FAI delays for families 'staggering', Lib Dems claim
Some relatives have waited up to a decade for a fatal accident inquiry to be completed.
Families are facing "scandalous" waiting times for the conclusion of inquiries into the death of loved ones, it has been claimed.
Figures obtained by the Scottish Liberal Democrats following a freedom of information (FOI) request indicate some relatives are having to wait up to a decade following a death for a fatal accident inquiry (FAI) to be completed.
The Crown Office figures show there are currently 127 FAIs outstanding, with an incomplete inquiry into two deaths that happened eight years ago recorded as having taken the longest amount of time, at almost 3000 days.
One FAI was only completed in 2014-15, a decade after the death.
A total of 245 FAIs were completed over the last five years, with figures indicating the average length of time to complete inquiries has gradually been decreasing.
In 2013-14, the average number of days taken to complete an inquiry was 927. By 2017-18, this figure had been cut to an average of 690 days.
The longest time taken to complete an inquiry was also down over that period, with 2559 days recorded in 2013-14 compared with 1685 days in 2017-18.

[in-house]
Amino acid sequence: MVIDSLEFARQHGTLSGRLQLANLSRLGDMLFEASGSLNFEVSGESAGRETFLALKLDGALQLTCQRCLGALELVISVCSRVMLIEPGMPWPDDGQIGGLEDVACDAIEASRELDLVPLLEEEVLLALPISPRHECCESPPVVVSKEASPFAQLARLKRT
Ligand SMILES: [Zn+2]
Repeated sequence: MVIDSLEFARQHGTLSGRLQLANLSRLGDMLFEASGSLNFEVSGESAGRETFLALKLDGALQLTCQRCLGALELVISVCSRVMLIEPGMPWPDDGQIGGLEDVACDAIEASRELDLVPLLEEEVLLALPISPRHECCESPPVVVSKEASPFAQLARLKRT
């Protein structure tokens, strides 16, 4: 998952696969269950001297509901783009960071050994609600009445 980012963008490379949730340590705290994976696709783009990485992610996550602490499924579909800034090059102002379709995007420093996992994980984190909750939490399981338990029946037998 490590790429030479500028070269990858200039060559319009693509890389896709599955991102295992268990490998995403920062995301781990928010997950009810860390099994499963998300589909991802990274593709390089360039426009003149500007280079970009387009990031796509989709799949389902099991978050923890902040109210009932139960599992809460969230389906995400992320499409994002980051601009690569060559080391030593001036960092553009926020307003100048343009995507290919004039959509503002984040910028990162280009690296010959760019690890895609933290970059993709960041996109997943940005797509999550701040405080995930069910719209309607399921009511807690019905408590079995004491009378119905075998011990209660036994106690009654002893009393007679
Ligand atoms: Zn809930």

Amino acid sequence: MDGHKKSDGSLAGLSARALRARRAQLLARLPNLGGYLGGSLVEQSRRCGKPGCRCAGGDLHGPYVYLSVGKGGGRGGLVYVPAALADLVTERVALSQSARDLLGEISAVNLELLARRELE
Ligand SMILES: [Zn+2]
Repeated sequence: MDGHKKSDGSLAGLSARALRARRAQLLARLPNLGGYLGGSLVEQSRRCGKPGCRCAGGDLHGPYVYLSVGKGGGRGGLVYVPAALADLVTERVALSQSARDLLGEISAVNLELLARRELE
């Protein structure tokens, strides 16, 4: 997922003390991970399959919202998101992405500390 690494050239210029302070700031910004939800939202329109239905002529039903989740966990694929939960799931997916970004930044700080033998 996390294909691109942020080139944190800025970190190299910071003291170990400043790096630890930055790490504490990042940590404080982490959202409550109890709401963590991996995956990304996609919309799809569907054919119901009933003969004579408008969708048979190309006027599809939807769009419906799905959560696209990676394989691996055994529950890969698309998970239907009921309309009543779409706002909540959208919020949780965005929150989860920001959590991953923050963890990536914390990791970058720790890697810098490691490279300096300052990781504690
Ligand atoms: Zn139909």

'Delays like these will cause families unimaginable distress, hinder inquiries and prevent lessons being learned'Scottish Liberal Democrat justice spokesman Liam McArthur
Scottish Liberal Democrat justice spokesman Liam McArthur said: "The sheer length of these waits is staggering. Families feel powerless.
"Waiting up to a decade to learn the precise circumstances that surrounded a loved one's death is nothing short of scandalous.
"Delays like these will cause families unimaginable distress, hinder inquiries and prevent lessons being learned.
"Public services need to know quickly what changes will keep people safe. Ultimately, delays put lives at risk.
"We've warned the Scottish Government about the hurt this is causing before. These new figures are yet more evidence that there is an entrenched pattern of delay in Fatal Accident Inquiries.
"It is now incumbent on the Justice Secretary and the Lord Advocate to find the root cause of these systematic delays. Any system where it takes this long to get answers is broken."
A Crown Office spokesman said: "The Crown Office and Procurator Fiscal Service accepts that a small number of death investigations have taken too long to conclude and has revised the way the progress of all death investigations is monitored to ensure that they are completed as efficiently as possible.
"We have recently increased the resource available to the Scottish Fatalities Investigation Unit, with a view to reducing the time required to complete complex death investigations and improving the provision of information to families and next of kin."
He said this represents "a commitment to achieving a significant improvement" in the service.
A Scottish Government spokeswoman added: "Investigations of deaths and decisions on fatal accident inquiries are matters for the Lord Advocate acting independently.
"The Scottish Government is providing an additional £5m in the budget for 2019-20 to allow them to continue to increase staffing in response to an increasingly complex caseload."